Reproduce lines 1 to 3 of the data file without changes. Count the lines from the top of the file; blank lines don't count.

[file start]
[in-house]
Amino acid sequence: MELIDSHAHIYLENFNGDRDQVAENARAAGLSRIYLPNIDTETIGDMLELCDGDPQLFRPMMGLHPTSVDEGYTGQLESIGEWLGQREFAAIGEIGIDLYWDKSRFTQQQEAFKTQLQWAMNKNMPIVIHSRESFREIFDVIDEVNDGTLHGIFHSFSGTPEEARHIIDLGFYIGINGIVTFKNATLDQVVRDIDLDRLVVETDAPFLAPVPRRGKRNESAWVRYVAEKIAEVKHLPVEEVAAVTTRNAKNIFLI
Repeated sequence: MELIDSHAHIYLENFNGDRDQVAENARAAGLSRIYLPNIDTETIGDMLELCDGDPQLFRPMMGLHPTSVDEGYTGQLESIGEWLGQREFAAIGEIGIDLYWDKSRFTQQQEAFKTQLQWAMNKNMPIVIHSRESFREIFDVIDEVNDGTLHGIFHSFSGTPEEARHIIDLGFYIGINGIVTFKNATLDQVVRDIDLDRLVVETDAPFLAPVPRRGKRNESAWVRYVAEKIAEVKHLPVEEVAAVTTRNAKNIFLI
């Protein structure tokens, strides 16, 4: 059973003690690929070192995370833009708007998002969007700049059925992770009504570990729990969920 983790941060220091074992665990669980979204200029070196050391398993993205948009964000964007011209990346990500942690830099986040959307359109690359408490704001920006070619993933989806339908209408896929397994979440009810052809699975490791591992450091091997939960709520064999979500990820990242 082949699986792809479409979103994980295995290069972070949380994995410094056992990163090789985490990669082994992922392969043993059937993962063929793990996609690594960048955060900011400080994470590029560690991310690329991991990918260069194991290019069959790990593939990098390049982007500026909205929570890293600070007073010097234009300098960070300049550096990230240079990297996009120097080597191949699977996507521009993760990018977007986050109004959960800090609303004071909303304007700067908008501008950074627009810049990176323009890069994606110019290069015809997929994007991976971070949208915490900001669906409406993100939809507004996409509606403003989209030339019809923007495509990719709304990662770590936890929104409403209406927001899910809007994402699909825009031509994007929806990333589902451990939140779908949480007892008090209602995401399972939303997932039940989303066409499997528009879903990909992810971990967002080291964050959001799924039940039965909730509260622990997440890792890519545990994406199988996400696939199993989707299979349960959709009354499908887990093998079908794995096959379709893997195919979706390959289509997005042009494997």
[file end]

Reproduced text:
[in-house]
Amino acid sequence: MELIDSHAHIYLENFNGDRDQVAENARAAGLSRIYLPNIDTETIGDMLELCDGDPQLFRPMMGLHPTSVDEGYTGQLESIGEWLGQREFAAIGEIGIDLYWDKSRFTQQQEAFKTQLQWAMNKNMPIVIHSRESFREIFDVIDEVNDGTLHGIFHSFSGTPEEARHIIDLGFYIGINGIVTFKNATLDQVVRDIDLDRLVVETDAPFLAPVPRRGKRNESAWVRYVAEKIAEVKHLPVEEVAAVTTRNAKNIFLI
Repeated sequence: MELIDSHAHIYLENFNGDRDQVAENARAAGLSRIYLPNIDTETIGDMLELCDGDPQLFRPMMGLHPTSVDEGYTGQLESIGEWLGQREFAAIGEIGIDLYWDKSRFTQQQEAFKTQLQWAMNKNMPIVIHSRESFREIFDVIDEVNDGTLHGIFHSFSGTPEEARHIIDLGFYIGINGIVTFKNATLDQVVRDIDLDRLVVETDAPFLAPVPRRGKRNESAWVRYVAEKIAEVKHLPVEEVAAVTTRNAKNIFLI